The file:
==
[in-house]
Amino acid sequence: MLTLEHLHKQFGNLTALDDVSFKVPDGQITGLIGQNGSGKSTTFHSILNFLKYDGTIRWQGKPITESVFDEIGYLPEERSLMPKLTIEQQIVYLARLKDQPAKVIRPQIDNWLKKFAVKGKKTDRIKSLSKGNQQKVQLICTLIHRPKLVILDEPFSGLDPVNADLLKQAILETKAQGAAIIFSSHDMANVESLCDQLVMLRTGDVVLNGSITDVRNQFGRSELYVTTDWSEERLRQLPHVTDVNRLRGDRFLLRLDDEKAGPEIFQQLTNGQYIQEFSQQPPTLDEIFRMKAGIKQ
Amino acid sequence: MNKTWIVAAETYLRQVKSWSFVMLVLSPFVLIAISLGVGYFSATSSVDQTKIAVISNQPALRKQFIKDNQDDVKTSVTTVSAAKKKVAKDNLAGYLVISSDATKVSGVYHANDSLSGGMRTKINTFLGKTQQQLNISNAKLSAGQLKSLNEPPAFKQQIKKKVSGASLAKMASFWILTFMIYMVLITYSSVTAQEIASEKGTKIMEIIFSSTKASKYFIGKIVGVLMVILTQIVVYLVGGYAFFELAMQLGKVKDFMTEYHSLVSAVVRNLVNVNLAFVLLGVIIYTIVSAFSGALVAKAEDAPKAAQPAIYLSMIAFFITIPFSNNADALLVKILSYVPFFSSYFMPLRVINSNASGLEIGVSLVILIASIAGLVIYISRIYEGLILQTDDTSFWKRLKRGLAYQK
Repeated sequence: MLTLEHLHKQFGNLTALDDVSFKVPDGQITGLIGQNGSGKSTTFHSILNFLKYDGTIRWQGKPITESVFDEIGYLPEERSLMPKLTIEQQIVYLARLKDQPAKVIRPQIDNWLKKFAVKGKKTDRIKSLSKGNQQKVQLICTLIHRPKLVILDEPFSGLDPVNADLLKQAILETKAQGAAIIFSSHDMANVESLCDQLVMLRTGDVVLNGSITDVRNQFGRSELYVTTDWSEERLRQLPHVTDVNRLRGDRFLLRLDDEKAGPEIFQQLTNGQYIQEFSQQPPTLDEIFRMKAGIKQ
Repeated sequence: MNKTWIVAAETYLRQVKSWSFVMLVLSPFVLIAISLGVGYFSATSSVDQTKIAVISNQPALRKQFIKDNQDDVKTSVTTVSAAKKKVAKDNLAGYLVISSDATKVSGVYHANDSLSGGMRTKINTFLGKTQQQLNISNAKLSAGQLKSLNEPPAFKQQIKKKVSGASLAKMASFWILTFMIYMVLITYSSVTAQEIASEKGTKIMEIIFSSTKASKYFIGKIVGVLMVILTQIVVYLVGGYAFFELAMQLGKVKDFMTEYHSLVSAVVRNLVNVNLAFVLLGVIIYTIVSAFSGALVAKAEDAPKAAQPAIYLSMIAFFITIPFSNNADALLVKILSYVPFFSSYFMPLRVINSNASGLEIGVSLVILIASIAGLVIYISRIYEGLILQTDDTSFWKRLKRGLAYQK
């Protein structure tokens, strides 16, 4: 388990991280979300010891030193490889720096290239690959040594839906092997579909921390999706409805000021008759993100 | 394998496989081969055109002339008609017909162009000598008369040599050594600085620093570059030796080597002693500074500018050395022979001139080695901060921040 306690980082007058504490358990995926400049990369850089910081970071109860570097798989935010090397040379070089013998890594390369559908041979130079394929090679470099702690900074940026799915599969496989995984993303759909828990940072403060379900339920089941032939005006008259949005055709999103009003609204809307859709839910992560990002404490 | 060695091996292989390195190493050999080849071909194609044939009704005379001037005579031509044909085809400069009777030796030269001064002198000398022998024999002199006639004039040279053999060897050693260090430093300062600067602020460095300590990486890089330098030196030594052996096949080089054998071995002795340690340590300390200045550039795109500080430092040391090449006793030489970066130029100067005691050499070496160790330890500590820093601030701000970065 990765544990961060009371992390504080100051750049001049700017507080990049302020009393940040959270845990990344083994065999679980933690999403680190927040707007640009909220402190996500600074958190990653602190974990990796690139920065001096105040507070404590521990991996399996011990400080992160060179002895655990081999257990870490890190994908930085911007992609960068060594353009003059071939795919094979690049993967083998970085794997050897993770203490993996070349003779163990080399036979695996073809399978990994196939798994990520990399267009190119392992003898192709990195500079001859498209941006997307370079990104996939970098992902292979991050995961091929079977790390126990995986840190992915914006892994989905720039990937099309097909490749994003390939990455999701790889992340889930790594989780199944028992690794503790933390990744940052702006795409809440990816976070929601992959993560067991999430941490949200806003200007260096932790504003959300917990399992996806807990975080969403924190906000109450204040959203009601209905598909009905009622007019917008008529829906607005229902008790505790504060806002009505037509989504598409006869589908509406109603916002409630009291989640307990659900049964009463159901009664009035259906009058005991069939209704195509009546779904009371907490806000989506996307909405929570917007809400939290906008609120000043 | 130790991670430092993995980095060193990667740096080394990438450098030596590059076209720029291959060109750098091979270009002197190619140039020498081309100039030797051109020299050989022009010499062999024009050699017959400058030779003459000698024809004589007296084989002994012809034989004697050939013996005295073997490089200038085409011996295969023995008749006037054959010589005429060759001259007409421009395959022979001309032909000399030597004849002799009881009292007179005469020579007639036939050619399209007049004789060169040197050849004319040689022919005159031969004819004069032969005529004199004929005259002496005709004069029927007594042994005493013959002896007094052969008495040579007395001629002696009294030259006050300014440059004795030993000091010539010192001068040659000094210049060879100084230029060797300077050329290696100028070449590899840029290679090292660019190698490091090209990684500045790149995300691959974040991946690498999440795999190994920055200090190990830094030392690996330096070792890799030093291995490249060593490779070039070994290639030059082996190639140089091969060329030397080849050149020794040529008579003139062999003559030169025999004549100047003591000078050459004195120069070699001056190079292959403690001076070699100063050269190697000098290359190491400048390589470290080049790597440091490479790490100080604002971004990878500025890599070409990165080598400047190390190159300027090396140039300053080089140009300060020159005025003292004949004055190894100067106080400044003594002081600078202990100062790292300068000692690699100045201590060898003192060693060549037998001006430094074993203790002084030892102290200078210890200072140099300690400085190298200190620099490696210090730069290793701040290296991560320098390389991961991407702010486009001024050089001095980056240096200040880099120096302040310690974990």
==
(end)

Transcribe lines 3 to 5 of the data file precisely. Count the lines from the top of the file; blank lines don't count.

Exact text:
Amino acid sequence: MNKTWIVAAETYLRQVKSWSFVMLVLSPFVLIAISLGVGYFSATSSVDQTKIAVISNQPALRKQFIKDNQDDVKTSVTTVSAAKKKVAKDNLAGYLVISSDATKVSGVYHANDSLSGGMRTKINTFLGKTQQQLNISNAKLSAGQLKSLNEPPAFKQQIKKKVSGASLAKMASFWILTFMIYMVLITYSSVTAQEIASEKGTKIMEIIFSSTKASKYFIGKIVGVLMVILTQIVVYLVGGYAFFELAMQLGKVKDFMTEYHSLVSAVVRNLVNVNLAFVLLGVIIYTIVSAFSGALVAKAEDAPKAAQPAIYLSMIAFFITIPFSNNADALLVKILSYVPFFSSYFMPLRVINSNASGLEIGVSLVILIASIAGLVIYISRIYEGLILQTDDTSFWKRLKRGLAYQK
Repeated sequence: MLTLEHLHKQFGNLTALDDVSFKVPDGQITGLIGQNGSGKSTTFHSILNFLKYDGTIRWQGKPITESVFDEIGYLPEERSLMPKLTIEQQIVYLARLKDQPAKVIRPQIDNWLKKFAVKGKKTDRIKSLSKGNQQKVQLICTLIHRPKLVILDEPFSGLDPVNADLLKQAILETKAQGAAIIFSSHDMANVESLCDQLVMLRTGDVVLNGSITDVRNQFGRSELYVTTDWSEERLRQLPHVTDVNRLRGDRFLLRLDDEKAGPEIFQQLTNGQYIQEFSQQPPTLDEIFRMKAGIKQ
Repeated sequence: MNKTWIVAAETYLRQVKSWSFVMLVLSPFVLIAISLGVGYFSATSSVDQTKIAVISNQPALRKQFIKDNQDDVKTSVTTVSAAKKKVAKDNLAGYLVISSDATKVSGVYHANDSLSGGMRTKINTFLGKTQQQLNISNAKLSAGQLKSLNEPPAFKQQIKKKVSGASLAKMASFWILTFMIYMVLITYSSVTAQEIASEKGTKIMEIIFSSTKASKYFIGKIVGVLMVILTQIVVYLVGGYAFFELAMQLGKVKDFMTEYHSLVSAVVRNLVNVNLAFVLLGVIIYTIVSAFSGALVAKAEDAPKAAQPAIYLSMIAFFITIPFSNNADALLVKILSYVPFFSSYFMPLRVINSNASGLEIGVSLVILIASIAGLVIYISRIYEGLILQTDDTSFWKRLKRGLAYQK